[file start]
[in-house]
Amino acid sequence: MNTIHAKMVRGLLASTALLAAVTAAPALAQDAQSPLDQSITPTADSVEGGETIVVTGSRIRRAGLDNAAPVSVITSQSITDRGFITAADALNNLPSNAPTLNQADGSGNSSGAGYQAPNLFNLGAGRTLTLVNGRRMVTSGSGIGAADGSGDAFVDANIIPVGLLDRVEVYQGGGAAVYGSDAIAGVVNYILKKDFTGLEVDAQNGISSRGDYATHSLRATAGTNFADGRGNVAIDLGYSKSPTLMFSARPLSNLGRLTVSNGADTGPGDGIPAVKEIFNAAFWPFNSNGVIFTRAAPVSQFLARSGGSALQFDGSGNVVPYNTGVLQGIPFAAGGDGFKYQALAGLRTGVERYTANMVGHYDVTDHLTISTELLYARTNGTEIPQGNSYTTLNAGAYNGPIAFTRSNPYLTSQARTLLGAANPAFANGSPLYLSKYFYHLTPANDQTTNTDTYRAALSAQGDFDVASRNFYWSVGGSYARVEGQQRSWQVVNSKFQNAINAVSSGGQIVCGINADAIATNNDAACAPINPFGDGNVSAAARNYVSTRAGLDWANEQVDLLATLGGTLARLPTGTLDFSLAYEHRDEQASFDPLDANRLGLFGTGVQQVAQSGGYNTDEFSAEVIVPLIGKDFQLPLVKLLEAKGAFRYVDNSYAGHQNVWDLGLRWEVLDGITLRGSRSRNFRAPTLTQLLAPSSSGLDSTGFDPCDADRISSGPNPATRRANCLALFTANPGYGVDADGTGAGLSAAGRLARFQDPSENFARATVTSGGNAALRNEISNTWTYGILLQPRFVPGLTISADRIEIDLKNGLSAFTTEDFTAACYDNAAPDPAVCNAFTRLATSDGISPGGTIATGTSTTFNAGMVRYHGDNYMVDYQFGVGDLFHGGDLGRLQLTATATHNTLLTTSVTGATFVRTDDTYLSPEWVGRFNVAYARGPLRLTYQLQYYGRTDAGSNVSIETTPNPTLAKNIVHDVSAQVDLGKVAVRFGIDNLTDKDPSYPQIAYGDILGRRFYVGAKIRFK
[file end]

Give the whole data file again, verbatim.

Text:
[in-house]
Amino acid sequence: MNTIHAKMVRGLLASTALLAAVTAAPALAQDAQSPLDQSITPTADSVEGGETIVVTGSRIRRAGLDNAAPVSVITSQSITDRGFITAADALNNLPSNAPTLNQADGSGNSSGAGYQAPNLFNLGAGRTLTLVNGRRMVTSGSGIGAADGSGDAFVDANIIPVGLLDRVEVYQGGGAAVYGSDAIAGVVNYILKKDFTGLEVDAQNGISSRGDYATHSLRATAGTNFADGRGNVAIDLGYSKSPTLMFSARPLSNLGRLTVSNGADTGPGDGIPAVKEIFNAAFWPFNSNGVIFTRAAPVSQFLARSGGSALQFDGSGNVVPYNTGVLQGIPFAAGGDGFKYQALAGLRTGVERYTANMVGHYDVTDHLTISTELLYARTNGTEIPQGNSYTTLNAGAYNGPIAFTRSNPYLTSQARTLLGAANPAFANGSPLYLSKYFYHLTPANDQTTNTDTYRAALSAQGDFDVASRNFYWSVGGSYARVEGQQRSWQVVNSKFQNAINAVSSGGQIVCGINADAIATNNDAACAPINPFGDGNVSAAARNYVSTRAGLDWANEQVDLLATLGGTLARLPTGTLDFSLAYEHRDEQASFDPLDANRLGLFGTGVQQVAQSGGYNTDEFSAEVIVPLIGKDFQLPLVKLLEAKGAFRYVDNSYAGHQNVWDLGLRWEVLDGITLRGSRSRNFRAPTLTQLLAPSSSGLDSTGFDPCDADRISSGPNPATRRANCLALFTANPGYGVDADGTGAGLSAAGRLARFQDPSENFARATVTSGGNAALRNEISNTWTYGILLQPRFVPGLTISADRIEIDLKNGLSAFTTEDFTAACYDNAAPDPAVCNAFTRLATSDGISPGGTIATGTSTTFNAGMVRYHGDNYMVDYQFGVGDLFHGGDLGRLQLTATATHNTLLTTSVTGATFVRTDDTYLSPEWVGRFNVAYARGPLRLTYQLQYYGRTDAGSNVSIETTPNPTLAKNIVHDVSAQVDLGKVAVRFGIDNLTDKDPSYPQIAYGDILGRRFYVGAKIRFK